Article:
SickKids-led review finds parents of chronically ill children experience poorer health outcomes
A new literature review demonstrates a marked difference between the health outcomes of parental caregivers of chronically ill children compared to those of healthy children.
A new literature review led by The Hospital for Sick Children (SickKids) paints a clear picture of physical and mental health outcomes for parental caregivers of chronically ill children.
Published January 6, 2020 in The Journal of Pediatrics, the review demonstrates a marked difference between the health outcomes of parental caregivers of chronically ill children compared to those of healthy children. The findings set the stage for further investigation into targeted interventions for parental caregivers.
Caregivers report conflicting experiences
In previous research, some parents reported the responsibilities of caring for a chronically ill child had a positive impact on their health and well-being as it gave them a sense of purpose. However, many have also reported these responsibilities as being stressful and accompanied by worry and financial burdens.
Given these conflicting experiences, the research team set out to understand whether parental caregiving of chronically ill children is associated with negative health outcomes. They combined data from 26 different studies looking at health conditions or mortality of parents of chronically ill children compared with those of healthy children.
Increased rates of anxiety and depression among caregivers
The researchers found parental caregivers of children with chronic illnesses had greater anxiety and depression scores than parents of healthy children. Thirty-five per cent of parents with chronically ill children met criteria for clinical depression, compared with 19 per cent of parents with healthy children. More than half (57 per cent) of parents with chronically ill children met criteria for anxiety compared with 38 per cent of parents with healthy children.
In addition to mental health outcomes, the review also looked at physical health. One study included in the review found that mothers of children with congenital anomalies reported a greater mortality risk and another reported these mothers also experience an increased risk of cardiovascular disease.
“Our findings show a need to develop and evaluate interventions targeting the health and well-being of parents of chronically ill children. In particular, there is a clear need to screen these parents for mood and anxiety disorders,” says Dr. Eyal Cohen, Co-Founder of the Complex Care Program and Program Head of Child Health Evaluative Sciences at SickKids and principal investigator of the study.
The need for tailored interventions and more data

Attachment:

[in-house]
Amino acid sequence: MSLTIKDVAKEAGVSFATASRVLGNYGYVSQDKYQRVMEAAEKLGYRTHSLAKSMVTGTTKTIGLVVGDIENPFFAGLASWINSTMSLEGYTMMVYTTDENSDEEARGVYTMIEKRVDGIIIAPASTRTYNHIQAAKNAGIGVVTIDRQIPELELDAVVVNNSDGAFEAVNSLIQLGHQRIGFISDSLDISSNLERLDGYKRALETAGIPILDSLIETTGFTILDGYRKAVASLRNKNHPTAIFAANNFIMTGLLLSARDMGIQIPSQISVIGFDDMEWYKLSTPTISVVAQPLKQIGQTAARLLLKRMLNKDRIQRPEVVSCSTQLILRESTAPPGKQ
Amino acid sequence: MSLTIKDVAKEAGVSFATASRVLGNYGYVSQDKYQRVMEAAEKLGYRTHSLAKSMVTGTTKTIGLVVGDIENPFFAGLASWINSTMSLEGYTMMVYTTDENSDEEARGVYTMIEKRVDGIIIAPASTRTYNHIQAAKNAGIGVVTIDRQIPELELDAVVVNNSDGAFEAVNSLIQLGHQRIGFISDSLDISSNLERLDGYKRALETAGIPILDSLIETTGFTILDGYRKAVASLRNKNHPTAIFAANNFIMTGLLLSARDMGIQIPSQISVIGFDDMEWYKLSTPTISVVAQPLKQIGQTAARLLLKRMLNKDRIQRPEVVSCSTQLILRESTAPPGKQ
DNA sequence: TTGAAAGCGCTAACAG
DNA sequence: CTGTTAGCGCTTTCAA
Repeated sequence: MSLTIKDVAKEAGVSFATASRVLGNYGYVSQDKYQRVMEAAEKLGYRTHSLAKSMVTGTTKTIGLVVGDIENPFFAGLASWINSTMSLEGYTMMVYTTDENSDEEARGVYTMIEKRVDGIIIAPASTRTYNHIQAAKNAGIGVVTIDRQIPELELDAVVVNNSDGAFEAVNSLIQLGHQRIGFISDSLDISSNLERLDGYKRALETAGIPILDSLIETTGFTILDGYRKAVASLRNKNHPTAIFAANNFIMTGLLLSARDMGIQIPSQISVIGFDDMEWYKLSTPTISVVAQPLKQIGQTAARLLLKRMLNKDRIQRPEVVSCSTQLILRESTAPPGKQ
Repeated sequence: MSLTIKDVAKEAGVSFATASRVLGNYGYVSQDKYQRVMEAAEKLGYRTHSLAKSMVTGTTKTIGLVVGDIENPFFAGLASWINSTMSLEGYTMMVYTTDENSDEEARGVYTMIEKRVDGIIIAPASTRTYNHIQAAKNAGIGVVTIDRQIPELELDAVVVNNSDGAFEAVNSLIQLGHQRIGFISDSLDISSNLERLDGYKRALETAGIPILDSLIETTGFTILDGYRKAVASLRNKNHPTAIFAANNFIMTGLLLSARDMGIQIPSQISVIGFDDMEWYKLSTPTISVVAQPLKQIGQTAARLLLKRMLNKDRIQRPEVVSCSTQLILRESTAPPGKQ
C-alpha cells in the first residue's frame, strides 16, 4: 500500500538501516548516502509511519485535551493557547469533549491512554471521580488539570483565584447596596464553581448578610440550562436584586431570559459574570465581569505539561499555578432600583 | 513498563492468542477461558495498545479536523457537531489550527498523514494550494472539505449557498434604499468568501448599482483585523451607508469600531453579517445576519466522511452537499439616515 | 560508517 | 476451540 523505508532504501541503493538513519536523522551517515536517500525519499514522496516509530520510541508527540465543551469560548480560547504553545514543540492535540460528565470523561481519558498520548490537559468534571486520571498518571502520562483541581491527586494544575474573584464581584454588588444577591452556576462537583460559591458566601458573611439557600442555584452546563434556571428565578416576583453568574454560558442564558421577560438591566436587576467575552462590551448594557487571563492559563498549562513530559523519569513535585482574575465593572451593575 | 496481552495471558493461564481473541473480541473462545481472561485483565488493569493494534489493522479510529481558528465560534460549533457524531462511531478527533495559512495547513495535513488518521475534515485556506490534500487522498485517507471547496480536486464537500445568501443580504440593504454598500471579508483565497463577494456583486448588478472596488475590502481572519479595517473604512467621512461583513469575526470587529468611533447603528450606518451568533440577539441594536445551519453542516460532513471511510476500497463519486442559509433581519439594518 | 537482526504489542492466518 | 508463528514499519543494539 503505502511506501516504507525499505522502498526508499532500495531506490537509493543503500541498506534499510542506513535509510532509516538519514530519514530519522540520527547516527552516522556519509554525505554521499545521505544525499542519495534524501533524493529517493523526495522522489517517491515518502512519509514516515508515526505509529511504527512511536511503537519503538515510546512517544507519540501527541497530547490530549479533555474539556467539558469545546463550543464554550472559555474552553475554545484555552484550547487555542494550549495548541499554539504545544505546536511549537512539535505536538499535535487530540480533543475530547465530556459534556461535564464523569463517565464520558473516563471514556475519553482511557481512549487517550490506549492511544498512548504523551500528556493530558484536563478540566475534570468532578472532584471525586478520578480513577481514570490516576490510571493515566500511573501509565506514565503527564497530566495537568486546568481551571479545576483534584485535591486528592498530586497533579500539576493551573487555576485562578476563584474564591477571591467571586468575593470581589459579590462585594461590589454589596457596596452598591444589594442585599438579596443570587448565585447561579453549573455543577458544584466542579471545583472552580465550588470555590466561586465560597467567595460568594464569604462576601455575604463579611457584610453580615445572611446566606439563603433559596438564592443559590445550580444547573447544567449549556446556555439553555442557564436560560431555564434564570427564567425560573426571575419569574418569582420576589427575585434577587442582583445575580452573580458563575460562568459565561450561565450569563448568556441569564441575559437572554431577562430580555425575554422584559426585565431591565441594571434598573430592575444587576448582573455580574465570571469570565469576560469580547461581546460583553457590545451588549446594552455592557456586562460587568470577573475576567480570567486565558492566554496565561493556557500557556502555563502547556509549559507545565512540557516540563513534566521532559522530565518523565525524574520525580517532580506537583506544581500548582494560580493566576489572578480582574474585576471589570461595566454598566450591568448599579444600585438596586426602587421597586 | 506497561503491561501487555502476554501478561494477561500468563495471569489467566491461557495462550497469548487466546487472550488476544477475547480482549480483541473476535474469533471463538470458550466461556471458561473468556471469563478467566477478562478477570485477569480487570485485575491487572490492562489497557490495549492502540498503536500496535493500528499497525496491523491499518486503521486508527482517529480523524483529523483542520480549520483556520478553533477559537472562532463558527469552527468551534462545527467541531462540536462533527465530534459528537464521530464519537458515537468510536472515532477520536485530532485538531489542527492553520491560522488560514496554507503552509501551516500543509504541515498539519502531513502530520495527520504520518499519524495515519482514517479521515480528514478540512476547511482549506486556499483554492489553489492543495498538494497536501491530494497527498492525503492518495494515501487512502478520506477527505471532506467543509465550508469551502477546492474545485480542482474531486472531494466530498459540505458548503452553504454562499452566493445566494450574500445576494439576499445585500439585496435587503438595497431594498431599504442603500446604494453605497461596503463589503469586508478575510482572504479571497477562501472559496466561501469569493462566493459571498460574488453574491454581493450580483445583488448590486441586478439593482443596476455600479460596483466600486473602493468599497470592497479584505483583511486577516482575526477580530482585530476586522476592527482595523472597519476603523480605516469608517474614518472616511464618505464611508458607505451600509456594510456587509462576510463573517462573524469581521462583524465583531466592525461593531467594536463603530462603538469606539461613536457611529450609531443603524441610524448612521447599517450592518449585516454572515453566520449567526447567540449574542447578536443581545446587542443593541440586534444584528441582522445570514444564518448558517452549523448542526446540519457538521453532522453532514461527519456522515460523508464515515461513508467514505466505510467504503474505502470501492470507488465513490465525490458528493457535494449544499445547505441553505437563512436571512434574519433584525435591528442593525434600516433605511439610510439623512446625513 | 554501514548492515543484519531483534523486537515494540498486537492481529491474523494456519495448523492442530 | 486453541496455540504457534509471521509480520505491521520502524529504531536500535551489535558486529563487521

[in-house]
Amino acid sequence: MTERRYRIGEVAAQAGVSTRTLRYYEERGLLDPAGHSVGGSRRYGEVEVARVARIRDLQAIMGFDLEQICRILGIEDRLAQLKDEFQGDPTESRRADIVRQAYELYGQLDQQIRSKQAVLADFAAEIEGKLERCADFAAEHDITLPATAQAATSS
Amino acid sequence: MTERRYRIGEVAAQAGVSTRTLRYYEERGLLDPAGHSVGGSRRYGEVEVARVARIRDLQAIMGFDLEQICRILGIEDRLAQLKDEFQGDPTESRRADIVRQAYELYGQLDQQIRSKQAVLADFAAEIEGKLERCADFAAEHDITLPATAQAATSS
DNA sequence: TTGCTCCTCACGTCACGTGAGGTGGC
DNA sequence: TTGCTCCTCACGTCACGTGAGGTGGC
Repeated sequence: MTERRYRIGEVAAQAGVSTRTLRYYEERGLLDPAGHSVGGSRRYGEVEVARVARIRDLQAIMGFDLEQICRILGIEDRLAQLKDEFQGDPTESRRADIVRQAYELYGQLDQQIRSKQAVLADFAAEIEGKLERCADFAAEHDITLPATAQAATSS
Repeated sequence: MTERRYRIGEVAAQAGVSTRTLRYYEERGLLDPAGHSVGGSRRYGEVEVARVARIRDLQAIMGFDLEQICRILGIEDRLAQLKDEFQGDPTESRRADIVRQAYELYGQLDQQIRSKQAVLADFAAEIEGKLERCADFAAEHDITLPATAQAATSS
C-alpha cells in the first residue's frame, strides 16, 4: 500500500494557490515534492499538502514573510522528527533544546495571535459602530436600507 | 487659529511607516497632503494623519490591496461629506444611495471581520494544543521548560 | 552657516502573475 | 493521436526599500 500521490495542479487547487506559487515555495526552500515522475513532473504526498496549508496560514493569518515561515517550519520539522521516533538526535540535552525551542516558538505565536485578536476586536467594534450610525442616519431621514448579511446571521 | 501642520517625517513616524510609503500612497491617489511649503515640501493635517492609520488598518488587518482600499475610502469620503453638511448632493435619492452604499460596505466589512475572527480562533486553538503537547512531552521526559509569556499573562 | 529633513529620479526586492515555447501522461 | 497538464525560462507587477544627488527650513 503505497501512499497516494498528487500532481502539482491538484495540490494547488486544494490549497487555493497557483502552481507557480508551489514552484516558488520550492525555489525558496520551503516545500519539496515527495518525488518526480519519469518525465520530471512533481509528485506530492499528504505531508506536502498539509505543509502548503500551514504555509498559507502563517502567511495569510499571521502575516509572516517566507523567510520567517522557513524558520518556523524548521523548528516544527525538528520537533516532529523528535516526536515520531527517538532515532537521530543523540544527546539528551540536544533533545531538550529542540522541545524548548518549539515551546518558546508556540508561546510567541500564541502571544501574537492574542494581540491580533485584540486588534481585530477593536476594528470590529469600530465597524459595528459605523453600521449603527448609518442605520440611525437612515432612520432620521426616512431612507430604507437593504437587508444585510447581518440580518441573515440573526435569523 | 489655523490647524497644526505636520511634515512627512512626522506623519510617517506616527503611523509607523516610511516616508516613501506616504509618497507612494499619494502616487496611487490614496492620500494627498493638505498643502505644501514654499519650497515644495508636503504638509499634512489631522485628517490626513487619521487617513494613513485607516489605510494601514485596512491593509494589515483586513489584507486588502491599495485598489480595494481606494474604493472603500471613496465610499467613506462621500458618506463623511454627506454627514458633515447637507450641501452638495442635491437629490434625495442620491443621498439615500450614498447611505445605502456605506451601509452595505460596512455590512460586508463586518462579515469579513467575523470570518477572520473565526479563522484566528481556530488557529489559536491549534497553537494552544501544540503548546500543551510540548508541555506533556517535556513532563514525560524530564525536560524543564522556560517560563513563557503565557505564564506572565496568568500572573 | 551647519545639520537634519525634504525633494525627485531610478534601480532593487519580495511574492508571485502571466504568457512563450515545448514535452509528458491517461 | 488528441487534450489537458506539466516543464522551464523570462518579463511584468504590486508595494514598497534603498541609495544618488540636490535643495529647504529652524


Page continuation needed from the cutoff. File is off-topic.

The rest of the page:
While data from fathers were included in this review, there wasn’t enough information to meaningfully compare health outcomes between fathers and mothers. Further work will be needed to investigate whether there are specific health impacts of caring for a chronically ill child on fathers or caregivers who are not mothers.
The researchers also noted that almost all of the studies included in their review showed negative health impacts on parental caregivers. In contrast, studies examining health outcomes of caregivers of elderly patients show more conflicting findings, with some demonstrating positive health outcomes and lower mortality rates. This suggests caring for children might be distinctly different from caring for adults and therefore require tailored interventions to improve parental caregiver health and well-being.
“Advances in medicine, science and technology have led to an increase in the number of chronically ill children who are dependent on their parents or guardians as primary caregivers,” says Liel Cohn, a former summer student at SickKids and lead author of the study. “It is critical that we not only manage the needs of the child but also determine how best to support the caregiver, which ultimately also serves to improve care for the child.”
As researchers at SickKids and elsewhere look to better understand short and long-term health outcomes of parental caregiving and find evidence-based interventions for caregivers, Cohen says parents should be attuned to their own signs and symptoms of any physical or mental health concerns.
“These parents are so busy caring for their children that it’s easy to overlook their own health. It’s important that any parental caregiver who is feeling distressed or stressed speak to their health-care providers about getting the help they need,” explains Cohen, who is also a Professor of Paediatrics at the University of Toronto.
This study was supported by the Lunenfeld and CHILD-BRIGHT studentship awards, the Canadian Institutes of Health Research (CIHR) and SickKids Foundation.